Pete is one of three panelists speaking at the State of Mind event and he’s thrilled to be involved. “It’s a real honor to be asked to take part in something put on by such a music giant, and at the same time to be able to talk a bit more about something I am really passionate about, and hopefully to be part of a growing solution and support network. On a personal level, many of my musical heroes played MTV Unplugged shows, so it’s just fantastic for me to be involved.”
We asked if more events like these were held at larger events and festivals, would this help those struggling with their mental health. Pete said,
“Totally yes – the more widely these kinds of events are held, the more mental health issues in music will be recognised and understood, and hopefully we will learn how to work towards a more resilient, understanding and supportive future!”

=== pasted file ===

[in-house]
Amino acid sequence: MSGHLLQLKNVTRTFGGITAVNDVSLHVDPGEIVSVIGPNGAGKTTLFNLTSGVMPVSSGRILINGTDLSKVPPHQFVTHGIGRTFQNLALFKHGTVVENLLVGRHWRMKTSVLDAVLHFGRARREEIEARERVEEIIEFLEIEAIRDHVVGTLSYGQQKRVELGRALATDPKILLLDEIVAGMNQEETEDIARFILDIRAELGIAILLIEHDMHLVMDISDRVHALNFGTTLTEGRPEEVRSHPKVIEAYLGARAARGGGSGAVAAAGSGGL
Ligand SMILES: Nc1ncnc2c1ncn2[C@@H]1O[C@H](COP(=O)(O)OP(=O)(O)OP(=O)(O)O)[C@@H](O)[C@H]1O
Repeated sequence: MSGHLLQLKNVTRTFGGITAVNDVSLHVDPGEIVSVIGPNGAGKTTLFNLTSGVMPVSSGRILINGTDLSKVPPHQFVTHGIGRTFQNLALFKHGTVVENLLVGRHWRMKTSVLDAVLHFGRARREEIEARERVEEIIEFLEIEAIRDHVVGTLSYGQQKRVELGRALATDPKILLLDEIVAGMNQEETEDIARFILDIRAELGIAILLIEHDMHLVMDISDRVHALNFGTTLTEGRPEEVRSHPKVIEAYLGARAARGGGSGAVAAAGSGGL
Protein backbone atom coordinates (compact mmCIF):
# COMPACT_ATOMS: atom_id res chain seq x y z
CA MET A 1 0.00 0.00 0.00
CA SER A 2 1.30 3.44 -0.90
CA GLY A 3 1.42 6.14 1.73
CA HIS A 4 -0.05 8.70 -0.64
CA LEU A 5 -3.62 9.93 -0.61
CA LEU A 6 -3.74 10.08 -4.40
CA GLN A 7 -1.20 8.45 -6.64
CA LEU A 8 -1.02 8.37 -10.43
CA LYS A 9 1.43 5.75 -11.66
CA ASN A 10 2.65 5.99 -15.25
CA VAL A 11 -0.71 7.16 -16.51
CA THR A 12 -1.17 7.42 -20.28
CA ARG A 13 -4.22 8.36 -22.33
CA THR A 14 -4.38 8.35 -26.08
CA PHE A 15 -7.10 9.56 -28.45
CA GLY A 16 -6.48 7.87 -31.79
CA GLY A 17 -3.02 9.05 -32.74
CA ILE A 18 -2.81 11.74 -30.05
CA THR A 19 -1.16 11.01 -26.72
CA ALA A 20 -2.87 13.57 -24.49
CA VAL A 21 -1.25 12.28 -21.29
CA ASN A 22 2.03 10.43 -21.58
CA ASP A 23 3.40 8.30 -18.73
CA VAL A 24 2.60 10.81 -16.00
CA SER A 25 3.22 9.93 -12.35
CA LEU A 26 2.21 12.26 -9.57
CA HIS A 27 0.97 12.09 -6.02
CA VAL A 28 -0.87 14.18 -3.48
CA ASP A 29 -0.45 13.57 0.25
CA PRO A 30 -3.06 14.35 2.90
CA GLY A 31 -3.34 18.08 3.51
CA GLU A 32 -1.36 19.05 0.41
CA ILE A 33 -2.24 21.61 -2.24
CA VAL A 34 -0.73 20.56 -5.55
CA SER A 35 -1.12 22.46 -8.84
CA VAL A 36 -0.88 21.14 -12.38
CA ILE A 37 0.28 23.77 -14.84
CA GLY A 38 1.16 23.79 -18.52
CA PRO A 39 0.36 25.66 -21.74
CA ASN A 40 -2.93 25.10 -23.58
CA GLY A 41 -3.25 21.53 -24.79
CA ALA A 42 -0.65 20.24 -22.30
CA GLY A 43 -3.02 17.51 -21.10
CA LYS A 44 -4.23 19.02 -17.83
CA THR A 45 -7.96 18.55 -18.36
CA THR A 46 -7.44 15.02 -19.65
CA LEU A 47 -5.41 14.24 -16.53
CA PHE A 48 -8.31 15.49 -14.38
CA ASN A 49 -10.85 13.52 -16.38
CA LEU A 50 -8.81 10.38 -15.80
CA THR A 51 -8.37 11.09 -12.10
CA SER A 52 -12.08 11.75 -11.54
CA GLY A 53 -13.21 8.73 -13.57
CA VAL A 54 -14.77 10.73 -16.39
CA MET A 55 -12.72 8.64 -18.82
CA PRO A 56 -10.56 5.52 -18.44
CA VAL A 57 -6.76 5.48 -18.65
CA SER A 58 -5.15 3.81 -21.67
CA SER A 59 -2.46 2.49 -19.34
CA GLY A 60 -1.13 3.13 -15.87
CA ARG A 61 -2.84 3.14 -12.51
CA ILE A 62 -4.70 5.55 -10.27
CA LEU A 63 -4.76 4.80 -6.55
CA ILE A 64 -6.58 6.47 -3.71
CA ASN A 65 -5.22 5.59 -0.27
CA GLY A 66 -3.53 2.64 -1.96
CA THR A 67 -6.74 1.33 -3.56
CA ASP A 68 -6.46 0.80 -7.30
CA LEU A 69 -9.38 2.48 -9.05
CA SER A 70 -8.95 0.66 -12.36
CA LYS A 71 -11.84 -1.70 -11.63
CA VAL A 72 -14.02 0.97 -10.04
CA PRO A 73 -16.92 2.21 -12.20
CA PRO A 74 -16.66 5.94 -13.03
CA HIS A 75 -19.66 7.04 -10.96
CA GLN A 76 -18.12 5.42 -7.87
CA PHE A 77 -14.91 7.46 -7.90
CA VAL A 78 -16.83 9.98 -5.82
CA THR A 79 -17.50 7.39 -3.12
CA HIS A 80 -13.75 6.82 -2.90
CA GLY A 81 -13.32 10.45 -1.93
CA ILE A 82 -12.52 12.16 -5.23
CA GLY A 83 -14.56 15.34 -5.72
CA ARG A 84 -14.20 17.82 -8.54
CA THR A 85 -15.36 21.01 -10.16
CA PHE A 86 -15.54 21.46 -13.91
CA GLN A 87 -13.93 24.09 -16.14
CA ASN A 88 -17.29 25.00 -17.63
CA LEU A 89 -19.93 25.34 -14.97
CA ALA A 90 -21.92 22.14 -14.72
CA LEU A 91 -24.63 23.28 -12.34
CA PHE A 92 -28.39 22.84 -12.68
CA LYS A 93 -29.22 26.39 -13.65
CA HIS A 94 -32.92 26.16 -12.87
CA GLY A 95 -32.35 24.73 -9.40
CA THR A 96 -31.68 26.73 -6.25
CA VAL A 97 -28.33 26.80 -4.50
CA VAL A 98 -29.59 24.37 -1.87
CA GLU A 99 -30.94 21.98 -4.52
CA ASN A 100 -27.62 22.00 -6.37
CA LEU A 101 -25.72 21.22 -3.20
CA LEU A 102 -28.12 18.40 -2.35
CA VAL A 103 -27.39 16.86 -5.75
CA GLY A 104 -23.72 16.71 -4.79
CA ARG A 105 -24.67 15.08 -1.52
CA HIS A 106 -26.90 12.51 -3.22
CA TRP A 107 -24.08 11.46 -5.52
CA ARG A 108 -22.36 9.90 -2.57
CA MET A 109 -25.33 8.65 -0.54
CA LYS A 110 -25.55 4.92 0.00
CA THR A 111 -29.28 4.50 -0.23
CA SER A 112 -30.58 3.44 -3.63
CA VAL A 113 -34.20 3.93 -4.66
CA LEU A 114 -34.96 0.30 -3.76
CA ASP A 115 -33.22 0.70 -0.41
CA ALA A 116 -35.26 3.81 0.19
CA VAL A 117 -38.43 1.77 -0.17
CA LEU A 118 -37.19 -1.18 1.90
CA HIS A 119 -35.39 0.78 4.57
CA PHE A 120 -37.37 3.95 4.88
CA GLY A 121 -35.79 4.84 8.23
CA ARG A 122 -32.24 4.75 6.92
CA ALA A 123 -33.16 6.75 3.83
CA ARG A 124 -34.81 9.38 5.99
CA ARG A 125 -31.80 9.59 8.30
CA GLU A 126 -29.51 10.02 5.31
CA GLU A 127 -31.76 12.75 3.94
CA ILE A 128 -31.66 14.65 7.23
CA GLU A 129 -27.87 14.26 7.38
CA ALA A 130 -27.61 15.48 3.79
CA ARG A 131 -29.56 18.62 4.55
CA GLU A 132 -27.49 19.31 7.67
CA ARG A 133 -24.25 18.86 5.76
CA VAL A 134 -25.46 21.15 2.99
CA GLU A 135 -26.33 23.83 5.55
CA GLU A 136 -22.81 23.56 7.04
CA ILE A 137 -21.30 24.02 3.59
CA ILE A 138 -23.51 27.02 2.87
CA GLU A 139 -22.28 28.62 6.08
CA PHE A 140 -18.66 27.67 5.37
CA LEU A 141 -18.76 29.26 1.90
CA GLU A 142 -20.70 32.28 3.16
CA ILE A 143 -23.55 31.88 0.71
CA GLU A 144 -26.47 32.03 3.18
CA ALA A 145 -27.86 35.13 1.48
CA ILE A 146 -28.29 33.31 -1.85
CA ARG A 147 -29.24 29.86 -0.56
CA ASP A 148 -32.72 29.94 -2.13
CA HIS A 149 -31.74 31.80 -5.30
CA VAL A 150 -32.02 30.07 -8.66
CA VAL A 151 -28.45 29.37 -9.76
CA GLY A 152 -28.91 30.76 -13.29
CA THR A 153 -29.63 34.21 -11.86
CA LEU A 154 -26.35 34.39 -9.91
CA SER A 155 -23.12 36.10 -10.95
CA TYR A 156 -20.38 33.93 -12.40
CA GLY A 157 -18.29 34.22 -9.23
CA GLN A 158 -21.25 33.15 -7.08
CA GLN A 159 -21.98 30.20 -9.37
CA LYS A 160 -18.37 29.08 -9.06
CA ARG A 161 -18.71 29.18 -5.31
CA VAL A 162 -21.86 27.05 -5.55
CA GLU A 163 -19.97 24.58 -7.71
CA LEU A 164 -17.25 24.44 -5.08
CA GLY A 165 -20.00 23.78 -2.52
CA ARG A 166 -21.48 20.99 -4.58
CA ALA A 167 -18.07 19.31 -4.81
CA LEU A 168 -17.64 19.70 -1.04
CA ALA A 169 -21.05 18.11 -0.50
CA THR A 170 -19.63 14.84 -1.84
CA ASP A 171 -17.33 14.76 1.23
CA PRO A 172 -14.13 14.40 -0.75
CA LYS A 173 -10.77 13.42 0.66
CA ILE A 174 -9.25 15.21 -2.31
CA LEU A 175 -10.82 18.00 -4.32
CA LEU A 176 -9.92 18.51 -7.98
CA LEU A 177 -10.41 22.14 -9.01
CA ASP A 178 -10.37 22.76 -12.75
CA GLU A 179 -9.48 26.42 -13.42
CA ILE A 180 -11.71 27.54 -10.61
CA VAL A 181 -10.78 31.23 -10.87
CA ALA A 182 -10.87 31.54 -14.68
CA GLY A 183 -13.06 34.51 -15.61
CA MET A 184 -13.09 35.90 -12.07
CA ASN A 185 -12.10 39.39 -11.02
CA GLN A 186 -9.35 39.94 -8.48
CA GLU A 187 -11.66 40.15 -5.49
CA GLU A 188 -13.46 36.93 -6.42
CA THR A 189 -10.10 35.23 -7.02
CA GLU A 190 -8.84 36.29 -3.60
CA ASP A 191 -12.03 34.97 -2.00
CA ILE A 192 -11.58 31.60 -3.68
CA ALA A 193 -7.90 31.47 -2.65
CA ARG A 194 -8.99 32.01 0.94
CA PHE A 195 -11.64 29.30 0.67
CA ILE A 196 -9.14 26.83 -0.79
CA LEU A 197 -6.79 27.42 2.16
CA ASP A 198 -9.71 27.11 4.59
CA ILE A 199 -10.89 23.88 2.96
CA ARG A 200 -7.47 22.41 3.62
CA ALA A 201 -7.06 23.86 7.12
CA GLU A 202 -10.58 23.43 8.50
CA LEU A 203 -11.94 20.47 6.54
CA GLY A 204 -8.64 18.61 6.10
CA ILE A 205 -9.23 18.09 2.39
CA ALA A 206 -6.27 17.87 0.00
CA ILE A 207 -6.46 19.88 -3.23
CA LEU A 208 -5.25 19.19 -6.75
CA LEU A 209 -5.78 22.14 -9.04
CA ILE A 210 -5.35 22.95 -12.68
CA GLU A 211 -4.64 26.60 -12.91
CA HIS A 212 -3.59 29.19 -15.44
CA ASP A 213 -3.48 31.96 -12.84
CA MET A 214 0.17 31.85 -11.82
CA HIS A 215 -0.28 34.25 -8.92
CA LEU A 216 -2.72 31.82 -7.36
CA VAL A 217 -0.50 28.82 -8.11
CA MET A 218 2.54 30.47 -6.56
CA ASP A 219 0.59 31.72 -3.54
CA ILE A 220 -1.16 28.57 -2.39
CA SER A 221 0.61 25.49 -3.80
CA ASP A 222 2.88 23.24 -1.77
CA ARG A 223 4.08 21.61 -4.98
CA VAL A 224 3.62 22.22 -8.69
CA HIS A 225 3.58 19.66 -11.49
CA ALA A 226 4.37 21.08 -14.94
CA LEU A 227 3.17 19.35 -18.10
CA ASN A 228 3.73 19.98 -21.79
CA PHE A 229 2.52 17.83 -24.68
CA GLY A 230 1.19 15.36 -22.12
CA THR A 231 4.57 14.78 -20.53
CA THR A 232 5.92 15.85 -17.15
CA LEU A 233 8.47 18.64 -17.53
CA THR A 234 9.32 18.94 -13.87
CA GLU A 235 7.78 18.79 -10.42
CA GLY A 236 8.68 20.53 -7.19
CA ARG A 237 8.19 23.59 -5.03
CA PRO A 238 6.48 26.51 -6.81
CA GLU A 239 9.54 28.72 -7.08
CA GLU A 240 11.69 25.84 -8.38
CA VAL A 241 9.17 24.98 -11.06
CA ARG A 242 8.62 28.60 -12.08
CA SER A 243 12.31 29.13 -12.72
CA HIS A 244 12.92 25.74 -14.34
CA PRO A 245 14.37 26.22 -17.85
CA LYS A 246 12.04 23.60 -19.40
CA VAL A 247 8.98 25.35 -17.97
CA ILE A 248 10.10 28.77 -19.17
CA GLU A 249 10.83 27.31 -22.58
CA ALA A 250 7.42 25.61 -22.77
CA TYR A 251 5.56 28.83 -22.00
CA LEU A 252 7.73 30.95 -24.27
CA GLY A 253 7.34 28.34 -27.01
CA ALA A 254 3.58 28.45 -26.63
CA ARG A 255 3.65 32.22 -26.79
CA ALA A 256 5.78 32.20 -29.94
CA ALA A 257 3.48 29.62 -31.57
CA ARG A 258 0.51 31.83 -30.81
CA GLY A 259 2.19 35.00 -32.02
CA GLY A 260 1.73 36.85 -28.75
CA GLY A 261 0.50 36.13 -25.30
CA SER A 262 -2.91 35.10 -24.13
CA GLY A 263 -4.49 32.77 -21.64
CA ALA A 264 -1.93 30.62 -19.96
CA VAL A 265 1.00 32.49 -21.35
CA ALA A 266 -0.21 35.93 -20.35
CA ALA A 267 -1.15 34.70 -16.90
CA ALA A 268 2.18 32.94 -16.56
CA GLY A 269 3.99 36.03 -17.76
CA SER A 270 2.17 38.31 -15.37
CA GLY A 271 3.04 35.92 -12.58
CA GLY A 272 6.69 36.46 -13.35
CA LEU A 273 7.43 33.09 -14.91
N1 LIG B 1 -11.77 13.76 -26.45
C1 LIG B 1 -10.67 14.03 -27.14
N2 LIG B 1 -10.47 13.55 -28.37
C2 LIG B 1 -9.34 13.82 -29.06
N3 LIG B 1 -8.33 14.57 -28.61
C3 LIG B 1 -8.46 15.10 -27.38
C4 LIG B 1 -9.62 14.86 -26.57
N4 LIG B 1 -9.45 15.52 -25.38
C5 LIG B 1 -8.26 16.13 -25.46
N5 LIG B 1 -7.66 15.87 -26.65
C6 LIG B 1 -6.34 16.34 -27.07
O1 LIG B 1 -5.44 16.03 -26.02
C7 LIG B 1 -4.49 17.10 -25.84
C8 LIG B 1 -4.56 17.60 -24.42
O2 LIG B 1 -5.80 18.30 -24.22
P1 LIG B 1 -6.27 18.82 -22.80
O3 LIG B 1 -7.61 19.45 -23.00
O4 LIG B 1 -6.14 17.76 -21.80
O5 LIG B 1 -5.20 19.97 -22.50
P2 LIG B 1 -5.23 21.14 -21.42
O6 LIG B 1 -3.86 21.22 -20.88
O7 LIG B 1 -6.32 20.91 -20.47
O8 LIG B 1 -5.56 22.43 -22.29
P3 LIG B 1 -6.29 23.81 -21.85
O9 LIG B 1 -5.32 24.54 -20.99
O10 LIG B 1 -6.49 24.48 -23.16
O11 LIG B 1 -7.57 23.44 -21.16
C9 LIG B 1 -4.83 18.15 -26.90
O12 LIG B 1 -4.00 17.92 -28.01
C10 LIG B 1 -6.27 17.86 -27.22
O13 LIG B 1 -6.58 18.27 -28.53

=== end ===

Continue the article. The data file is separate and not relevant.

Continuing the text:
Running an event like this during MTV Music Week opened up the subject to a wider audience and helps to remove the stigma around mental health. In May many businesses and industries recognized Mental Health Awareness Month to help their employees know where to find support if they need it. However, if we’re ever going to break the stigma, mental health needs to be recognized throughout the year, and that level of understanding and support for those are struggling needs to be maintained.
Charlotte is the Marketing Assistant for Helm, coming from a design background she loves creating all types of content. Discover more of her blogs, as well as, many others here!